20 Haircuts Everyone Should Try, According to Celebrity Hairstylists!

20 Haircuts Everyone Should Try, According to Celebrity Hairstylists!


Here at Byrdie, we have the goal of always challenging you to think beyond the parameters of “defined” beauty and instead focus on the products, people, and feelings that empower you to be the ultimate version of yourself. And when it comes to hair, that includes maybe stepping out of your comfort zone and trying something new (whether you’re getting over a breakup or just because). Sure, there’s nothing wrong with a signature haircut (we’re looking at you, Anna Wintour), it’s just that, you know that haircut that you’ve been talking about since forever but have never actually gotten around to getting? Well, perhaps it’s time to finally give it a go.

To help you make the jump and/or to get the juices flowing, we opened up the floor to some of the most talented celebrity hairstylists in the biz. Our question: Which haircuts should everyone try at least once in their lifetime? Not surprisingly, the experts had a lot to share. We’ve rounded up an eclectic gallery of hair inspo—courtesy of celeb stylists—so no matter your hair type or texture, or whether a change for you means committing to a chop or piling on length, you’re bound to find a look that feels right for you.

Ahead, 20 haircuts—from the iconic to the edgy—that stylists say everyone should try.


Straight, Blunt Lob

Gwyneth Paltrow tapered lob

Have you ever wondered whether you can pull off a lob? The good news is that the long bob is universally flattering for nearly all hair types and textures, as well as face shapes. It’s also an incredibly versatile style and one that allows you to make a seamless short to longer hair transition if you’re growing out your bob.

Brianna Colette, senior stylist at Nine Zero One Salon, cites Gwyneth Paltrow’s blunt, blonde, and laser-straight style as the lob in its purest and most original form. “The blunt ends have the ability to thicken fine, chemically processed hair for a chic, collarbone-grazing haircut that’s a total head-turner.”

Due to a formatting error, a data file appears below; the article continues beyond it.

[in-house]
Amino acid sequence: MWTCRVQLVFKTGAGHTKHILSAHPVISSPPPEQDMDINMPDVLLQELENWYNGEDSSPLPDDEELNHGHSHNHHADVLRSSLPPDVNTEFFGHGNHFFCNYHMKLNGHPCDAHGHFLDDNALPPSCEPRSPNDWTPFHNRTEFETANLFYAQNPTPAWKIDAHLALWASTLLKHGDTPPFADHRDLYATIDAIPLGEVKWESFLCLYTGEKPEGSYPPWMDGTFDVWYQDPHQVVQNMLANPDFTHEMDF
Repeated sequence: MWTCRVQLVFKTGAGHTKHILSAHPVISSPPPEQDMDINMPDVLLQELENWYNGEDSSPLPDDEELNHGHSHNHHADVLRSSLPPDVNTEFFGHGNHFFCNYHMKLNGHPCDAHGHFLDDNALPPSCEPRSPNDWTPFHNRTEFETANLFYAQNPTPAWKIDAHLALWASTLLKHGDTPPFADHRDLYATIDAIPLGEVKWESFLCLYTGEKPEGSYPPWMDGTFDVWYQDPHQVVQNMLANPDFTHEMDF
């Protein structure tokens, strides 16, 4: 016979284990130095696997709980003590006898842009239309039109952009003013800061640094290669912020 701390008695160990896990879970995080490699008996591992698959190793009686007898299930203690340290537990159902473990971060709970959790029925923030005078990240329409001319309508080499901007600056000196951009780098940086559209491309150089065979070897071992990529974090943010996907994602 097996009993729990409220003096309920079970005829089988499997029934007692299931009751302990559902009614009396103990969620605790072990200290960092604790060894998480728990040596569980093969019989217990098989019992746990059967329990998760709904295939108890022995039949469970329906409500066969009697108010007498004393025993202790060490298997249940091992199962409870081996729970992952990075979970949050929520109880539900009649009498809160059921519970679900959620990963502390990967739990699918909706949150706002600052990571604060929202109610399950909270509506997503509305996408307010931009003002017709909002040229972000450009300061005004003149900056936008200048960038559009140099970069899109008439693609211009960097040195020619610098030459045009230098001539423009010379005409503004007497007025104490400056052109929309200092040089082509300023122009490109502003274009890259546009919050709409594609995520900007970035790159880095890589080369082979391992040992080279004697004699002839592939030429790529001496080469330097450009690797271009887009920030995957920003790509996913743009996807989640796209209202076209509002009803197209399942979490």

Logan Browning afro with electric blue shadow

Looking to embrace your natural hair? Transitioning won’t be hard if you’ve got the right products by your side (and avoid these common mistakes). Logan Browning’s ’60s-inspired afro is classic, stylish, and empowering. And that blue eyeshadow? Electrifying.



Freja Beha Erichsen shag

If you’ve always dreamed of being a rockstar, why not live vicariously through your hair? A shag haircut, whether it’s long, short, or somewhere in between, is incredibly versatile and looks great on nearly all hair types. The choppy layers add tons of texture and movement—not to mention an edgy vibe—that is ideal if you’ve got medium to thick locks.


Long and Layered

Jasmine Tookes long, glossy hair

Long and layered hair seems like a no-brainer when it comes to uncontested flattering styles. “To be honest, this haircut is probably one of the most sought-after looks, and I think all women should have glamorous length at some point in their lifetime—a long, layered haircut with body and style,” says Tim Dueñas, master stylist at Nine Zero One Salon.

“If you don’t have all the hair needed to pull this off, don’t fret. There are a lot of options—from clip-ins to halo extensions—which are amazing alternatives for lending an extra dose of volume to limper strands,” he adds.


Classic Bob

Lucy Liu chin-length bob

It doesn’t get more classic than a bob. “This iconic haircut is so liberating for women who may have been attached to their long strands. A cut that is above the shoulders is chic, modern, timeless, and exudes confidence,” says celebrity hairstylist Justine Marjan.

With a bob, ask for minimal layers to avoid looking helmet-y or mushroom-like, and have your stylist cut with shears as opposed to a razor for a super-clean finish.



Felicity Jones shoulder-length with thick bangs

To fringe or not to fringe? That is the question. Contrary to popular belief, almost everyone can rock a fringe (curly-haired peeps included). But before you go snipping away, you’ll want to consider your hair type and texture, plus what level of commitment—from the “no-fringe fringe” to precise blunt bangs—you find manageable.

Dueñas is a fan of fringe: “Like retro awesomeness, classic ’70s rock-and-roll-inspired fringe. Plus, the versatility of a good fringe haircut makes a dirty hair day so much better. It’s a great cut for enhancing the eyes and cheekbones and is reminiscent of iconic stars like Jane Birkin, Kate Moss, and Brigitte Bardot.”